Dr Juran warns that there are no shortcuts to quality and is sceptical of companies that rush into applying Quality Circles, since he doubts their effectiveness in the West. He believes that the majority of quality problems are the fault of poor management, rather than poor workmanship on the shop-floor. In general, he believes that management controllable defects account for over 80% of the total quality problems. Thus he claims that Philip Crosby’s Zero Defects approach does not help, since it is mistakenly based on the idea that the bulk of quality problems arise because workers are careless and not properly motivated.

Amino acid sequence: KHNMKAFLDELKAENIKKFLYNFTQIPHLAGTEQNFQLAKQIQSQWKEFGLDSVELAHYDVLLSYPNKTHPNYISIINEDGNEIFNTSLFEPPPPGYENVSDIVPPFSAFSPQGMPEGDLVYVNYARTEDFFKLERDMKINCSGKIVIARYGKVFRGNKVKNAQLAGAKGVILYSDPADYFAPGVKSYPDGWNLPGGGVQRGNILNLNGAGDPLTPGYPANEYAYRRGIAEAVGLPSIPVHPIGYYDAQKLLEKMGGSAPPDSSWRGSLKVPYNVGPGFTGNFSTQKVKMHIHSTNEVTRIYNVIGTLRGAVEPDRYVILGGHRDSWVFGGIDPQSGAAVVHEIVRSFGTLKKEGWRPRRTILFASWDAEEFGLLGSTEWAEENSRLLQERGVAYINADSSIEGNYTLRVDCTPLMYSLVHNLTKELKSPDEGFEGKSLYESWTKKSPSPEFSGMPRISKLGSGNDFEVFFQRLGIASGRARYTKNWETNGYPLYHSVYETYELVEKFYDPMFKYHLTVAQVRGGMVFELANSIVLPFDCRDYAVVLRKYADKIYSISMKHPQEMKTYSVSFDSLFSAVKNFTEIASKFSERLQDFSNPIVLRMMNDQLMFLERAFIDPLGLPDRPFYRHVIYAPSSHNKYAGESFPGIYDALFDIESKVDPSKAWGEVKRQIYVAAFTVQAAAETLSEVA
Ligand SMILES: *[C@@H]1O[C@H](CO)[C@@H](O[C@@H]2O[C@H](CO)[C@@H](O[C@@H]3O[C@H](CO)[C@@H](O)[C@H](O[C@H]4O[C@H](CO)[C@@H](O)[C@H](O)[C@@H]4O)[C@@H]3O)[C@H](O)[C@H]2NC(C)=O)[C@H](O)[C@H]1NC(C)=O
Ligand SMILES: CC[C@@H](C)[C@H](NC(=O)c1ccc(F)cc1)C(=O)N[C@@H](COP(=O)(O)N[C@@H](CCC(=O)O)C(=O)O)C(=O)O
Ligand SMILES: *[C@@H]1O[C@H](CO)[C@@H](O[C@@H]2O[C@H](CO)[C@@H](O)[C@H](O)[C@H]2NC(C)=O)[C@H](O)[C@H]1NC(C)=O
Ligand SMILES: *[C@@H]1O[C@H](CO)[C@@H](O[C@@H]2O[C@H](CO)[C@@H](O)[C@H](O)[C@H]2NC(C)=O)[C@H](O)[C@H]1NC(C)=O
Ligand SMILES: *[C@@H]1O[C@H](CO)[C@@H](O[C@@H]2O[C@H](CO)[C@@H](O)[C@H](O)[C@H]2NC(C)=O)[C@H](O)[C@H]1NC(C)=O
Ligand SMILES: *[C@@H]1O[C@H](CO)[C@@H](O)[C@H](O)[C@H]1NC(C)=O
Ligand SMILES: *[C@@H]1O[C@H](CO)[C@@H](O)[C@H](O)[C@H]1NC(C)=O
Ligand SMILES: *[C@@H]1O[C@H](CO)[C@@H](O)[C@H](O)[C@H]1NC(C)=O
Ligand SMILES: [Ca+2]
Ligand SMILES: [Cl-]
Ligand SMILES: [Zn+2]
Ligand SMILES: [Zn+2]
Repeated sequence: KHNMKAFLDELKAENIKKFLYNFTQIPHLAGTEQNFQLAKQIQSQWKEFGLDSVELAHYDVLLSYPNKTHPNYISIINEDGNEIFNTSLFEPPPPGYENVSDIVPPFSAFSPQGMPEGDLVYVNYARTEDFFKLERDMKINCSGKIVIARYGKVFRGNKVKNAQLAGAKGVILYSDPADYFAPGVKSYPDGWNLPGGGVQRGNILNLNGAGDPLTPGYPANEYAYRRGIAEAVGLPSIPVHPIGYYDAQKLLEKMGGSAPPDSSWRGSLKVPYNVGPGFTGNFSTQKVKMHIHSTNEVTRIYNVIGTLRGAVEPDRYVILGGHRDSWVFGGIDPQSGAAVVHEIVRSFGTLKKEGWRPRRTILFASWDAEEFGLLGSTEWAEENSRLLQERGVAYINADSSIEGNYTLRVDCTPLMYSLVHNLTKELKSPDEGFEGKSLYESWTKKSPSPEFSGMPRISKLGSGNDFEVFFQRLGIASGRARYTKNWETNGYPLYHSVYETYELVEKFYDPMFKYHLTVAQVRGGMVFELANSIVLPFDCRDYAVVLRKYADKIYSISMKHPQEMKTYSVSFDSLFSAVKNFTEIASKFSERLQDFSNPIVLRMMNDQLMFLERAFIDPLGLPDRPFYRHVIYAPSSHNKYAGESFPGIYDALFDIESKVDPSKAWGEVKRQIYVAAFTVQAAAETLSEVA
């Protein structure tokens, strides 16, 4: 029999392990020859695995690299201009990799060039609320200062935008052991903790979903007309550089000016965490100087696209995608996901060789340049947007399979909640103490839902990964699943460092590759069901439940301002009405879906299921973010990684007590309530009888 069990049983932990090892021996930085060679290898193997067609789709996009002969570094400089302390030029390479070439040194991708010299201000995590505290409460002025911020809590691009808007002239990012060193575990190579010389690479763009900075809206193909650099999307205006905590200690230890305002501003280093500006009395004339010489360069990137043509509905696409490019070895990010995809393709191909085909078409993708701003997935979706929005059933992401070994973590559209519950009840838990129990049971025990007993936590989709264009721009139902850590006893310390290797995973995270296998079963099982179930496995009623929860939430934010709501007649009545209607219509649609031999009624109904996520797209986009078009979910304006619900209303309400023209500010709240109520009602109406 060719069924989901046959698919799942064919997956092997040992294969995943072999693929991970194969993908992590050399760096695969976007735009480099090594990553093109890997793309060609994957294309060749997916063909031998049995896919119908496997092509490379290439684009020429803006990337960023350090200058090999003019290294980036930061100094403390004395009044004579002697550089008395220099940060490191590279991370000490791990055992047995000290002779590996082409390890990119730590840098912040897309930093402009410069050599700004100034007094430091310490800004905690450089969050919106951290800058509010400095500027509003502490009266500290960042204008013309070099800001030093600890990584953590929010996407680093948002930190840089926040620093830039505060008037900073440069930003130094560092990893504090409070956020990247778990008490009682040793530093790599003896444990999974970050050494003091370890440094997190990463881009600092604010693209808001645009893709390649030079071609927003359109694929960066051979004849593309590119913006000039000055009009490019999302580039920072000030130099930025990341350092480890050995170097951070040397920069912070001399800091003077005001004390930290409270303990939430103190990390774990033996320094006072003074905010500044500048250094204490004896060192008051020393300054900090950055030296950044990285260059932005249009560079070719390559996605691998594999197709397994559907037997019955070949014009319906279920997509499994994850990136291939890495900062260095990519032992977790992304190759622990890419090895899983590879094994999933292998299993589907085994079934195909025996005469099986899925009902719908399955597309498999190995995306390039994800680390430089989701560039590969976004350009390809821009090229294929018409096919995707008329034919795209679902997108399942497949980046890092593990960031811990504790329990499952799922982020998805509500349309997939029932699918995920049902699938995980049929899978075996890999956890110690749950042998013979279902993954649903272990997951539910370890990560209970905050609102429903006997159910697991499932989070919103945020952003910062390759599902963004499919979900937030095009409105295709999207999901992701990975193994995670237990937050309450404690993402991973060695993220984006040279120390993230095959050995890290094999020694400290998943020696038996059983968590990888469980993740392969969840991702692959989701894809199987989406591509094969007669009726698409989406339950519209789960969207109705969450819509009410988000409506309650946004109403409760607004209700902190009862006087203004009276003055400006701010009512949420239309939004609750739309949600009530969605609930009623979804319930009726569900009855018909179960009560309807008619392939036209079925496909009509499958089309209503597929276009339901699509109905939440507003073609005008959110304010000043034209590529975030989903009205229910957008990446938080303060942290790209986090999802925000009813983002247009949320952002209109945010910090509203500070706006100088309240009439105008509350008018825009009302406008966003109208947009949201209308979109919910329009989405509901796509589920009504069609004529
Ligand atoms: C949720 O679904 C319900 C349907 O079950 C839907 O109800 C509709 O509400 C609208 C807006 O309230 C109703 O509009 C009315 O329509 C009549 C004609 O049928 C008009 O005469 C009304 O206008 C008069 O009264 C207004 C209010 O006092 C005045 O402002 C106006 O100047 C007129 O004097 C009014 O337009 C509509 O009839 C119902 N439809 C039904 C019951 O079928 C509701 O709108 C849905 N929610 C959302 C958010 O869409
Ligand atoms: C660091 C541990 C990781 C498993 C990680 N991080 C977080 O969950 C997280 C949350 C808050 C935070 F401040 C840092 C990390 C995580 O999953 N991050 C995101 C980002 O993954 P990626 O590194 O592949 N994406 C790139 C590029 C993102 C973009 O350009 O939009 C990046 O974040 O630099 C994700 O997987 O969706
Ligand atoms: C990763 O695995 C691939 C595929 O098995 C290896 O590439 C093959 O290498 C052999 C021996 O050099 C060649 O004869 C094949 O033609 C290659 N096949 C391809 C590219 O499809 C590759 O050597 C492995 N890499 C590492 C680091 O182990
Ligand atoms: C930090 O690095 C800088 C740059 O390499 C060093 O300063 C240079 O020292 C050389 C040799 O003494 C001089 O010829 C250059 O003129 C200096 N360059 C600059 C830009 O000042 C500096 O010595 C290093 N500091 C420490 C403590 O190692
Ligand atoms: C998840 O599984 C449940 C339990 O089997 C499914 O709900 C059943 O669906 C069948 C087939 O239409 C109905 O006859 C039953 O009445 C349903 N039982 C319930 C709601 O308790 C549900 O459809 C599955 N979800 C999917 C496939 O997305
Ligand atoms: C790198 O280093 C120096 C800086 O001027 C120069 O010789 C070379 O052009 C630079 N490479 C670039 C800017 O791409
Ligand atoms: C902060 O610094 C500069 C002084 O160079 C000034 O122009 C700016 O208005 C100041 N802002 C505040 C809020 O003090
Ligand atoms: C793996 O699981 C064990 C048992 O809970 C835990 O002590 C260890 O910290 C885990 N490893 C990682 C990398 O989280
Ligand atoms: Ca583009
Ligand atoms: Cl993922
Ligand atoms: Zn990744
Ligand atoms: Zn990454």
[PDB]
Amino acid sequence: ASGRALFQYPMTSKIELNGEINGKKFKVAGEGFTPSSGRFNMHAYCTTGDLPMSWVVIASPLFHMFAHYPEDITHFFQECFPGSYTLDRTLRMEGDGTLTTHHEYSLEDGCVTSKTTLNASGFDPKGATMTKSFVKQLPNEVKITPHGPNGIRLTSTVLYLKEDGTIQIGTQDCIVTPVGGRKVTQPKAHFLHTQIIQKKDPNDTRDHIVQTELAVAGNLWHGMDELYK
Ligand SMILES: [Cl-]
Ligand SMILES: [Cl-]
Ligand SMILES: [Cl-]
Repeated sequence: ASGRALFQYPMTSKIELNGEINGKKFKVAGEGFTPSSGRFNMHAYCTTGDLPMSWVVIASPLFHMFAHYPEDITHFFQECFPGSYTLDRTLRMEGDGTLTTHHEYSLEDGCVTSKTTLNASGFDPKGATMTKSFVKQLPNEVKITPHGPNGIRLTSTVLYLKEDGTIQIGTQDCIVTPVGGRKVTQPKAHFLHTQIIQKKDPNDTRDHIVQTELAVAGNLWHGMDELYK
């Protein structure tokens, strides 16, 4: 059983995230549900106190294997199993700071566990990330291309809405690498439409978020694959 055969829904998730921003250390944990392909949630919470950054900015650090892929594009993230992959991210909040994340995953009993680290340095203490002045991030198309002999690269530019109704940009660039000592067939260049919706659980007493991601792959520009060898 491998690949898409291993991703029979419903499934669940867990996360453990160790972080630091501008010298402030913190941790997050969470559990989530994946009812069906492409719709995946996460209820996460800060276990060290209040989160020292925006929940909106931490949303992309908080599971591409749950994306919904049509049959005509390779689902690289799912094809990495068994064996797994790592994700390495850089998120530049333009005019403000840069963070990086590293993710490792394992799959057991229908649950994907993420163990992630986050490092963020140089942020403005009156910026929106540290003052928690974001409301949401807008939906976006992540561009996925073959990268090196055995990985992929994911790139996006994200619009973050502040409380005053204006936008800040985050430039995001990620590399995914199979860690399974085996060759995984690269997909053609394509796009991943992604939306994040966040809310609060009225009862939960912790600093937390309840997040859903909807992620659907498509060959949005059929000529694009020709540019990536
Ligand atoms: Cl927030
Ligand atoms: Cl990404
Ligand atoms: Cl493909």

Armand V Feigenbaum is the originator of Total Quality Control. He sees quality control as a business method rather than technically, and believes that quality has become the single most important force leading to organisational success and growth.
Dr Armand V Feigenbaum is the originator of Total Quality Control. The first edition of his book Total Quality Control was completed whilst he was still a doctoral student at MIT.
In his book Quality Control: Principles, Practices and Administration, Feigenbaum strove to move away from the then primary concern with technical methods of quality control, to quality control as a business method. Thus he emphasised the administrative viewpoint and considered human relations as a basic issue in quality control activities. Individual methods, such as statistics or preventive maintenance, are seen as only segments of a comprehensive quality control programme.